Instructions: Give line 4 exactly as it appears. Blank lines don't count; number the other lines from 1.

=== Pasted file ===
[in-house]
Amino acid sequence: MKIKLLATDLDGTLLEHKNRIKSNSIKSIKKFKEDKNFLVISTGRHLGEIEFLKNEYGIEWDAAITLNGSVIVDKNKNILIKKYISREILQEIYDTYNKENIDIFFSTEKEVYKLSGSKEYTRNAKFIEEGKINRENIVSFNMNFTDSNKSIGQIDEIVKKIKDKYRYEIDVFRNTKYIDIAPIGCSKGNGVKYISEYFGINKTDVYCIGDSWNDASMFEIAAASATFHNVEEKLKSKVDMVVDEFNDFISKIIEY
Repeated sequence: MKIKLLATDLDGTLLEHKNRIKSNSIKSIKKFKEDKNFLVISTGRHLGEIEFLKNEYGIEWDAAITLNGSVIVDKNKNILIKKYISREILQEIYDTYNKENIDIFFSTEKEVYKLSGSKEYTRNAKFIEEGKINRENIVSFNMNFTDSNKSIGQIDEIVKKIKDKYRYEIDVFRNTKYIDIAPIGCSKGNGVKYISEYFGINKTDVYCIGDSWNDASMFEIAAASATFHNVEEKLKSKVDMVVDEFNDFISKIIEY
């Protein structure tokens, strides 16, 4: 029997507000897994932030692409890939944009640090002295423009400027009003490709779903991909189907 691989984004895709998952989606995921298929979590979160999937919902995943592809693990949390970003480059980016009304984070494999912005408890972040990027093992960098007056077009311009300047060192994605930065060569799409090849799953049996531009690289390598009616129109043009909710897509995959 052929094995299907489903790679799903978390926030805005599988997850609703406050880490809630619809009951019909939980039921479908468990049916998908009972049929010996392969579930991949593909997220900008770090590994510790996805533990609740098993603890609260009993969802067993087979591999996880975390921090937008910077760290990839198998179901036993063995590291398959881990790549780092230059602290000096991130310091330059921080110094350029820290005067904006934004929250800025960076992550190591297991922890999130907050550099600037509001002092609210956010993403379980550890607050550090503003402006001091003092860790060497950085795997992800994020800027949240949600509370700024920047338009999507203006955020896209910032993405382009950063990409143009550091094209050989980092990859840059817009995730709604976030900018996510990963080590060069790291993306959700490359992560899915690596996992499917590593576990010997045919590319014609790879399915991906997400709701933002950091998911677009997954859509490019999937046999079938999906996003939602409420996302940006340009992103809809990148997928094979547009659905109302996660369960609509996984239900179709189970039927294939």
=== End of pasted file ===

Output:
């Protein structure tokens, strides 16, 4: 029997507000897994932030692409890939944009640090002295423009400027009003490709779903991909189907 691989984004895709998952989606995921298929979590979160999937919902995943592809693990949390970003480059980016009304984070494999912005408890972040990027093992960098007056077009311009300047060192994605930065060569799409090849799953049996531009690289390598009616129109043009909710897509995959 052929094995299907489903790679799903978390926030805005599988997850609703406050880490809630619809009951019909939980039921479908468990049916998908009972049929010996392969579930991949593909997220900008770090590994510790996805533990609740098993603890609260009993969802067993087979591999996880975390921090937008910077760290990839198998179901036993063995590291398959881990790549780092230059602290000096991130310091330059921080110094350029820290005067904006934004929250800025960076992550190591297991922890999130907050550099600037509001002092609210956010993403379980550890607050550090503003402006001091003092860790060497950085795997992800994020800027949240949600509370700024920047338009999507203006955020896209910032993405382009950063990409143009550091094209050989980092990859840059817009995730709604976030900018996510990963080590060069790291993306959700490359992560899915690596996992499917590593576990010997045919590319014609790879399915991906997400709701933002950091998911677009997954859509490019999937046999079938999906996003939602409420996302940006340009992103809809990148997928094979547009659905109302996660369960609509996984239900179709189970039927294939």